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What You Call Frippery

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"The navy silk chiffon as well," Etta said, nodding with satisfaction. "And the serge walking suit, but with the red velveteen trim, more becoming with her complexion, I should think."

"Certainly, madame," the shop girl said, scribbling down additions to the already lengthy order. "Will you still be requiring any of the shoes?"

"Oh heavens yes," Etta said, tapping on some of the boxes which lay strewn around the dressing area. "The brown kid-top boot, the grey cloth-top pair, that low pump in all the colours you have—oh, and we shall need to look at whatever you've got new in millinery. Only none with feathers, I don't quite think we'll be able to win her over when it comes to feathers."

"Of course, madame," the shop girl said, bustling off. She had a bright gleam in her eyes at the prospect of making such a fine sale. Etta didn't begrudge it to her, not when buying such a quantity of clothing would also relieve Etta's purse of the weight of some of Sir Patrick Morgan's money. Wretched man. It wasn't a very Christian thought, but Etta found herself quite glad to know that he'd been blown into very small pieces.

"I don't see why all of this is necessary," Diana said as she emerged from the changing booth, interrupting Etta before her thoughts could take a decidedly morbid turn. "All I needed were some fresh clouts and some cloth to make a new winter cape. Most of the mud came out of everything else."

"Oh, you look a picture," Etta said with great satisfaction, clasping her hands together. Just as she'd hoped, it all set off Diana's colouring to perfection—the bright tulle layered over the ivory twilled cloth, the bodice worked to be a masterpiece of beadwork armour. "Like something out of a child's storybook, or a Shakespeare play about Boudicca—cloth of gold, you know, very striking."

"It itches," Diana said with a frown. She turned to look at herself in the mirror, hands planted on her hips, which Etta thought was no way to treat a creation of the House of Worth. Etta would have given her eye-teeth to be able to afford one of their ensembles—and rather more to have the silhouette needed to carry it off.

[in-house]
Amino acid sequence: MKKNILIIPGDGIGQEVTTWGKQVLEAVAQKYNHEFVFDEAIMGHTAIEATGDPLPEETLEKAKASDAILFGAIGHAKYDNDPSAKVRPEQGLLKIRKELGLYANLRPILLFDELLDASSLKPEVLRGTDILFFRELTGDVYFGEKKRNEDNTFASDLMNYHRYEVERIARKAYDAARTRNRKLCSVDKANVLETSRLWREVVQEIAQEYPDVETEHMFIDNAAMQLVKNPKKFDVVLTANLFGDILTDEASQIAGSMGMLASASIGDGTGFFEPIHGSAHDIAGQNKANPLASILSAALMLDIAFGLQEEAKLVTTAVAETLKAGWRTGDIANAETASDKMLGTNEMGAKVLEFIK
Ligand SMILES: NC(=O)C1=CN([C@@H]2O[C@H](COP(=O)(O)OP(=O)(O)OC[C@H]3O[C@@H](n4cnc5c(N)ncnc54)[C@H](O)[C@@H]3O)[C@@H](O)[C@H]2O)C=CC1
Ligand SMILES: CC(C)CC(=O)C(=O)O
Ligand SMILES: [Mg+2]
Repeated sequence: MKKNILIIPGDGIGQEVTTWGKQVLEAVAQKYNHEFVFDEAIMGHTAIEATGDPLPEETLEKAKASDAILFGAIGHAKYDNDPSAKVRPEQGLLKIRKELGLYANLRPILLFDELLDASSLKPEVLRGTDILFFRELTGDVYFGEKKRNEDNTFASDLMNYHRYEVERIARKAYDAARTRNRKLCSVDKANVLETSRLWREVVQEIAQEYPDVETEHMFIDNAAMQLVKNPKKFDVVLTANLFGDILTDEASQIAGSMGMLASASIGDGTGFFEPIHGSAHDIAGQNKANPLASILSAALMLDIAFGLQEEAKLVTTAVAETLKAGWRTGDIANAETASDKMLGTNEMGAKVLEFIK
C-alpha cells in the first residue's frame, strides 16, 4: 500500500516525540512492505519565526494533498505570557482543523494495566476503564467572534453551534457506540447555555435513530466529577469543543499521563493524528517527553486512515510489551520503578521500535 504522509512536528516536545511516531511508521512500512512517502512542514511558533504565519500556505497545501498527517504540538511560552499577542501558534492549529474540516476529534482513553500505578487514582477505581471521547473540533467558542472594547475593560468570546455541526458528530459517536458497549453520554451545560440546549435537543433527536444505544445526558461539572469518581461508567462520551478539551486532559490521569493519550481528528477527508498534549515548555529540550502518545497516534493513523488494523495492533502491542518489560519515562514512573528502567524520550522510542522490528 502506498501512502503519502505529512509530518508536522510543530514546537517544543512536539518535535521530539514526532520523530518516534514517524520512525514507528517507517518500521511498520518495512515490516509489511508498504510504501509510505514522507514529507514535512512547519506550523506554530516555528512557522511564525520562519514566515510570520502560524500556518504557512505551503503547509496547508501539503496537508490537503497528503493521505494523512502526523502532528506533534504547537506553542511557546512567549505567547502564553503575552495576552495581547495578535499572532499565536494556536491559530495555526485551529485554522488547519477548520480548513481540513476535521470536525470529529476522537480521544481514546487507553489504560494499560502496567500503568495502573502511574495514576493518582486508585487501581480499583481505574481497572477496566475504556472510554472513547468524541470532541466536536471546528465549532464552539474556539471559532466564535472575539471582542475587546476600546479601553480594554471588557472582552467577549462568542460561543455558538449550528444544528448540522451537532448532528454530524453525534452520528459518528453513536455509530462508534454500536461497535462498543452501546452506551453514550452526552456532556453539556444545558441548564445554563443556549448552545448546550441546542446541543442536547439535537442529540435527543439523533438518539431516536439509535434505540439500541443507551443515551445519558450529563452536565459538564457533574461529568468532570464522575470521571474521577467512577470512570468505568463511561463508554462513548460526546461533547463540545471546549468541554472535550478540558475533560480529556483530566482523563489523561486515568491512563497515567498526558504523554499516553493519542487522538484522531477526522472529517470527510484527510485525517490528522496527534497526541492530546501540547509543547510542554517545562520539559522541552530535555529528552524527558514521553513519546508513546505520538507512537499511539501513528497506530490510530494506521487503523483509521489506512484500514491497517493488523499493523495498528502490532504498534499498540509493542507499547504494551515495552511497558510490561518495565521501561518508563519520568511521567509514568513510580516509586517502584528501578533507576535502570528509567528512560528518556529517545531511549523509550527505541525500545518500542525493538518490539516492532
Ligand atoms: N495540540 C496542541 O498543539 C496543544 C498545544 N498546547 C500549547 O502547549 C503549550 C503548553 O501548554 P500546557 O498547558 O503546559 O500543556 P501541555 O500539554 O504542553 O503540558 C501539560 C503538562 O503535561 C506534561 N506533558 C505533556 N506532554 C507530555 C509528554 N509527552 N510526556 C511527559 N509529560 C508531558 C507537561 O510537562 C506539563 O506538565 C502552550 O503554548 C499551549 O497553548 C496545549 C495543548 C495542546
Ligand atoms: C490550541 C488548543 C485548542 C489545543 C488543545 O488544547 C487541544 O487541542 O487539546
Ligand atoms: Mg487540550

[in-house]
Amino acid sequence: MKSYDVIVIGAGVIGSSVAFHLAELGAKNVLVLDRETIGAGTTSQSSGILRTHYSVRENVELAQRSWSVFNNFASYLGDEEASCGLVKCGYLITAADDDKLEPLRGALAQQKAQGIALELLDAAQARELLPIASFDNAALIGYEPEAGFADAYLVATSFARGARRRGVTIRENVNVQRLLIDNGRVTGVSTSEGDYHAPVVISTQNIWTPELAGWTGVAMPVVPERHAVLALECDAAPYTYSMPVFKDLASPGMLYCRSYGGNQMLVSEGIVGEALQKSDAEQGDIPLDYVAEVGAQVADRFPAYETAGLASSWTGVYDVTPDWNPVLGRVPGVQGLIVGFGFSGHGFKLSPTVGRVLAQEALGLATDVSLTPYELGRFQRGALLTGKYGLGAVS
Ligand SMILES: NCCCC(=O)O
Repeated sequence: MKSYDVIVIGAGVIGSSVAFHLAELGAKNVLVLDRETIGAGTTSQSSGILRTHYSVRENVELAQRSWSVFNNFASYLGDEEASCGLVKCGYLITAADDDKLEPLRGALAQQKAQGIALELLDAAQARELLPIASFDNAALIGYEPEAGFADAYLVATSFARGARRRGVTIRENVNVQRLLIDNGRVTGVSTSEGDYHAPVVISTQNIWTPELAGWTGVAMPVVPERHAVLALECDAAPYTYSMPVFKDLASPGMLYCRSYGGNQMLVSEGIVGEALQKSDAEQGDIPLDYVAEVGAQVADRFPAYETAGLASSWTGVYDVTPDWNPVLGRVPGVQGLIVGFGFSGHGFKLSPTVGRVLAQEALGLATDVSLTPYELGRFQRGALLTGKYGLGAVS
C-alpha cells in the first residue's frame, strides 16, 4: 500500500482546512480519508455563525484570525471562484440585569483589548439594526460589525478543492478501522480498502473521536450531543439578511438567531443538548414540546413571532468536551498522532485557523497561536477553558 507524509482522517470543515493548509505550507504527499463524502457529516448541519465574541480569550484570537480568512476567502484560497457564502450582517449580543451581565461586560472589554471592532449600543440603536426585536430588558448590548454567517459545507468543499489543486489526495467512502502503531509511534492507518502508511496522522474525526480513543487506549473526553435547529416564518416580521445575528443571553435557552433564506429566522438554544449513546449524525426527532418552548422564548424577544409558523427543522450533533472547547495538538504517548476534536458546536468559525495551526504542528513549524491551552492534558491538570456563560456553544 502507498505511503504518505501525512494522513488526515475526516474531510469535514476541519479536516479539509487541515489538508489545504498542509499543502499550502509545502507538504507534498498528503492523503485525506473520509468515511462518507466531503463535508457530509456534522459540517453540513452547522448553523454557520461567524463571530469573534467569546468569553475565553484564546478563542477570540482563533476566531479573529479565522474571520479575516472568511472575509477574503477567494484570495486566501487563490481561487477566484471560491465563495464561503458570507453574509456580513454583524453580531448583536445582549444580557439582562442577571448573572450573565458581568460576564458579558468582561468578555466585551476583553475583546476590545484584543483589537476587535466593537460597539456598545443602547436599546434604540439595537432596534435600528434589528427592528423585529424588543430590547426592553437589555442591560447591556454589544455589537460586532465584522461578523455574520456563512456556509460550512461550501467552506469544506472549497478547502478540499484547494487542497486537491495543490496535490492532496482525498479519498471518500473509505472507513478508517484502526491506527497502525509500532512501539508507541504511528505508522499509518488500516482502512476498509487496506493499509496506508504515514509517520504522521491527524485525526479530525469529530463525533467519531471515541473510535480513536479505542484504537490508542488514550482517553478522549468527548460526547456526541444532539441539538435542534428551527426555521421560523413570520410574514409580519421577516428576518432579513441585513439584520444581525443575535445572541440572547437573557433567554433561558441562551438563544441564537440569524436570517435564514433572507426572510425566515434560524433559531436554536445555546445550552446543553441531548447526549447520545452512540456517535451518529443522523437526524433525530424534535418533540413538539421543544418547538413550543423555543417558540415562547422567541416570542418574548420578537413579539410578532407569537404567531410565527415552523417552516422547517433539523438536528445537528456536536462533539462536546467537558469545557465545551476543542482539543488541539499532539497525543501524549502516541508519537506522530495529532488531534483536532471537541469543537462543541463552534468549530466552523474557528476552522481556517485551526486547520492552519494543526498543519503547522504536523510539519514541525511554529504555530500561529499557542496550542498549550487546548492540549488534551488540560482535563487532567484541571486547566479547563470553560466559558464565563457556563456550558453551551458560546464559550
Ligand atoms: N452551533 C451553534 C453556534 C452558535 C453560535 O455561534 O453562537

"It is beautiful," Etta said firmly. "Besides, we've talked about this. You can't wear your regular clothes to the ball, missie, and that's final."

"I don't understand why there must be a ball to raise money in the first place," Diana said, trying to look over her shoulder at the train of her gown. "Men who fought for their country and were wounded—why aren't they being cared for already, their needs met? Shouldn't sacrifice be greeted with honour?"

"Your guess is as good as mine," Etta said with a sigh. It seemed as if her life these days was nothing more than an endless round between the Ministry and the Ladies' Aid Society—dealing with the aftermath of the war in one, of the influenza epidemic in the other, and feeling as if she was gaining ground in neither place. "By which I mean, it's the exact same guess as yours but we're going to at least aspire to being genteel so no bad language inside the department store, hmm?"

"I do not aspire to that," Diana said, turning and beginning to undo the buttons that ran down the back of the dress with rough tugs. Etta, biting back a minced oath, bustled to take over so that neither the buttons nor the beautiful embroidery—the work of so many women over so many days—would be destroyed. "It is… what does Charlie call it, a humbug? Gentility is a humbug. Why should I care what people think about petticoats when there is so much misery yet in the world?"

"Because those holding the strings of the pocketbook are men, and because you've got a face like that!" Etta snapped, quite a bit more tartly than she'd intended to. "Which means they won't listen to you unless you're dressed the way they expect the long-lost niece and newly found heiress of a wealthy baronet to behave, which means having combed hair and wearing skirts that don't show your knees. It won't get you respect as such, but it's a darned sight better than the alternative."

Diana whipped around and peered at her. She clearly reconsidered whatever she had been about to say. "You are serious," she said instead, with what sounded like an unwarranted degree of surprise, in Etta's opinion.

"I am," Etta said, folding her arms. "But you can keep that tiara of yours on. Nothing awes your City type like a good tiara. We'll let slip it's a family heirloom and their minds will go straight to thinking you're something out of a Ruritanian romance, we'll have them eating out of your hands in no time."

"You know, I rarely understand a thing you are talking about," Diana said mournfully, right as the shop girl returned with an armful of hatboxes and petticoats.

"That's quite all right, dear," Etta said, because she'd spent a very long time having no one pay attention to a blessed word she said, and getting things done regardless. "Now, let's start with the tea hats, shall we?"